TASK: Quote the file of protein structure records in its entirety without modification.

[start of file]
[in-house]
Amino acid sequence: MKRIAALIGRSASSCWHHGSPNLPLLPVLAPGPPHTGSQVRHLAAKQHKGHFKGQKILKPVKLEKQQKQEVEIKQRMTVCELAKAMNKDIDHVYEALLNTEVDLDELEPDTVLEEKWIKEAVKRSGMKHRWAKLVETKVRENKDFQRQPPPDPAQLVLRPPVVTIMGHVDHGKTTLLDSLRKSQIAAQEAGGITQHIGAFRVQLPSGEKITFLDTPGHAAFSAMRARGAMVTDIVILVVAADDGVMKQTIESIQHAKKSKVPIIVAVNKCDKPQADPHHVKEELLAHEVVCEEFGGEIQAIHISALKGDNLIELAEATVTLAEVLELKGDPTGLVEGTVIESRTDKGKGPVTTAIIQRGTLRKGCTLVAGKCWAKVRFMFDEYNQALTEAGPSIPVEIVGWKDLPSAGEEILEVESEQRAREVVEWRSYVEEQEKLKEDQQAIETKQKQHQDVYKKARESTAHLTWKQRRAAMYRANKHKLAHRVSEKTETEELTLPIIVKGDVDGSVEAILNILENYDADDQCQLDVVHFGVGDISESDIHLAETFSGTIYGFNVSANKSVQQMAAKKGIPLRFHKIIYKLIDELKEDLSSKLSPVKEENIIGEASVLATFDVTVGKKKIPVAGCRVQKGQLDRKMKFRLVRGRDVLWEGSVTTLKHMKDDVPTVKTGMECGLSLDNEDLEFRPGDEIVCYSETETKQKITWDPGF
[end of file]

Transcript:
[in-house]
Amino acid sequence: MKRIAALIGRSASSCWHHGSPNLPLLPVLAPGPPHTGSQVRHLAAKQHKGHFKGQKILKPVKLEKQQKQEVEIKQRMTVCELAKAMNKDIDHVYEALLNTEVDLDELEPDTVLEEKWIKEAVKRSGMKHRWAKLVETKVRENKDFQRQPPPDPAQLVLRPPVVTIMGHVDHGKTTLLDSLRKSQIAAQEAGGITQHIGAFRVQLPSGEKITFLDTPGHAAFSAMRARGAMVTDIVILVVAADDGVMKQTIESIQHAKKSKVPIIVAVNKCDKPQADPHHVKEELLAHEVVCEEFGGEIQAIHISALKGDNLIELAEATVTLAEVLELKGDPTGLVEGTVIESRTDKGKGPVTTAIIQRGTLRKGCTLVAGKCWAKVRFMFDEYNQALTEAGPSIPVEIVGWKDLPSAGEEILEVESEQRAREVVEWRSYVEEQEKLKEDQQAIETKQKQHQDVYKKARESTAHLTWKQRRAAMYRANKHKLAHRVSEKTETEELTLPIIVKGDVDGSVEAILNILENYDADDQCQLDVVHFGVGDISESDIHLAETFSGTIYGFNVSANKSVQQMAAKKGIPLRFHKIIYKLIDELKEDLSSKLSPVKEENIIGEASVLATFDVTVGKKKIPVAGCRVQKGQLDRKMKFRLVRGRDVLWEGSVTTLKHMKDDVPTVKTGMECGLSLDNEDLEFRPGDEIVCYSETETKQKITWDPGF